This video highlights the work of climate scientists in the Amazon who research the relationship between deforestation, construction of new dams, and increased amounts of greenhouse gases being exchanged between the biosphere and the atmosphere.

In this video from the Polaris Project Website, American and Siberian university students participating in the project describe their research on permafrost.

With this carbon/temperature interactive model, students investigate the role of atmospheric carbon in the greenhouse effect using a relationship between atmospheric carbon dioxide and global temperature.

This video provides a good overview of ice-albedo feedback. Albedo-Climate feedback is a positive feedback that builds student understanding of climate change.

The Climate Momentum Simulation allows users to quickly compare the resulting sea level rise, temperature change, atmospheric CO2, and global CO2 emissions from six different policy options: 1) Business As Usual, 2) March 2009 Country Proposals, 3) Flatten CO2 emissions by 2025, 4) 29% below 2009 levels by 2040, 5) 80% reduction of global fossil fuel plus a 90% reduction in land use emissions by 2050, and 6) 95 reduction of CO2 emissions by 2020). Based on the more complex C-ROADS simulator.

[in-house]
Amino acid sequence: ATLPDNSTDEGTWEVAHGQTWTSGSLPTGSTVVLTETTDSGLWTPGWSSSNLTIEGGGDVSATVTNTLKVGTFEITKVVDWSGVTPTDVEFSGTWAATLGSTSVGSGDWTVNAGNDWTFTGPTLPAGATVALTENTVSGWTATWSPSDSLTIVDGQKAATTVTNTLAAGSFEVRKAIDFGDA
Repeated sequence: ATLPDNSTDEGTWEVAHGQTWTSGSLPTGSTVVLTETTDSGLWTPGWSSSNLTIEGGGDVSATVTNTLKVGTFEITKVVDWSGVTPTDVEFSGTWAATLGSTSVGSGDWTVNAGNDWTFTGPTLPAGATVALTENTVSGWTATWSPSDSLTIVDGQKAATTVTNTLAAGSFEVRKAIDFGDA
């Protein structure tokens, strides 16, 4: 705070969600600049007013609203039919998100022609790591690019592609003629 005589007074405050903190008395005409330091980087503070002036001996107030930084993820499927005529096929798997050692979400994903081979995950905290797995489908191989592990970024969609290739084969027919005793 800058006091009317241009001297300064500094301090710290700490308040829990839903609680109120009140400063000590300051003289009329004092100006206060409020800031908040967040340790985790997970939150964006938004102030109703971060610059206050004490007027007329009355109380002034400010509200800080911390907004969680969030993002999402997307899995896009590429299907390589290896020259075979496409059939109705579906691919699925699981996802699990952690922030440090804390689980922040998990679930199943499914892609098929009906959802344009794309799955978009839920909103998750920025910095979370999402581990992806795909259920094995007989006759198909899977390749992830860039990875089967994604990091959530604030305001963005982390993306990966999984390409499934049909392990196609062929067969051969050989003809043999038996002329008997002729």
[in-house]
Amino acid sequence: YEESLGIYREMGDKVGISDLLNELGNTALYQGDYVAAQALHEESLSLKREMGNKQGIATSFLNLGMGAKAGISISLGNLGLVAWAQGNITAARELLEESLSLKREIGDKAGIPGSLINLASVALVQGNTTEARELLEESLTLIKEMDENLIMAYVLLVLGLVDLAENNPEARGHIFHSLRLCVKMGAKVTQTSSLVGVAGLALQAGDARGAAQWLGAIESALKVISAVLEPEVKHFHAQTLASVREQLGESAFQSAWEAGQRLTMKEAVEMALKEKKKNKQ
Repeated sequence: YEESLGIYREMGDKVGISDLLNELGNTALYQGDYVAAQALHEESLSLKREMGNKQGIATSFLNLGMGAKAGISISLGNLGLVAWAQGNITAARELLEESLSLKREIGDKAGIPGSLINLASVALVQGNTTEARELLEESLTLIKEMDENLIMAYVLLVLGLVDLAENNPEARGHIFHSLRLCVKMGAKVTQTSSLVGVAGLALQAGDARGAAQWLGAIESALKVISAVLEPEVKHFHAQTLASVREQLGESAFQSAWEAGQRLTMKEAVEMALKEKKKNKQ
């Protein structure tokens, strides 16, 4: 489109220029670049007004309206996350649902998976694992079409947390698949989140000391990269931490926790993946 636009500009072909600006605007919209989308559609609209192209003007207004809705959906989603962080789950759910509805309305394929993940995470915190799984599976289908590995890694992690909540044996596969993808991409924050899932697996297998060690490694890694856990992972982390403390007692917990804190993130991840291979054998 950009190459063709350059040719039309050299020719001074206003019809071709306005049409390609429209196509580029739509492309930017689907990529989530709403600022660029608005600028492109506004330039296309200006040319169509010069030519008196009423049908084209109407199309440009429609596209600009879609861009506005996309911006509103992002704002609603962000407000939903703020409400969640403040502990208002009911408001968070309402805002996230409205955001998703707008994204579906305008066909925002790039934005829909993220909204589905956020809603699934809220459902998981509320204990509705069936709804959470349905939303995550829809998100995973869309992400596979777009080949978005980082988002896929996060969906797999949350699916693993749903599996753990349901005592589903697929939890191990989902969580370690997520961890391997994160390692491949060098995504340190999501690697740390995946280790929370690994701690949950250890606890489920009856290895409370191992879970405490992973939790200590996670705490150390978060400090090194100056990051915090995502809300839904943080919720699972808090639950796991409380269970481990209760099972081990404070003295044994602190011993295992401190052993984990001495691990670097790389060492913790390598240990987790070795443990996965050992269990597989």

Students use the GLOBE Student Data Archive and visualizations to display current temperatures on a map of the world. They explore the patterns in the temperature map, looking especially for differences between different regions and hemispheres and zoom in for a closer look at a region that has a high density of student reporting stations (such as the US and Europe). Students compare and contrast the patterns in these maps, looking for seasonal patterns.

In this activity, students explore the way that human activities have changed the way that carbon is distributed in Earth's atmosphere, lithosphere, biosphere and hydrosphere.

This activity introduces students to the process of converting sunlight into electricity through the use of photovoltaics (solar cells). Students complete a reading passage with questions and an inquiry lab using small photovoltaic cells.

This 15-panel interactive from NOVA Online describes some of the factors (e.g., Earth's rotation and the sun's uneven heating of Earth's surface) contributing to the formation of the high-speed eastward flows of the jet streams, found near the top of the troposphere. These jet streams play a major role in guiding weather systems.

This is a multi-faceted activity that offers students a variety of opportunities to learn about permafrost through an important sink and source of greenhouse gas (methane), about which most students living in lower latitudes know little.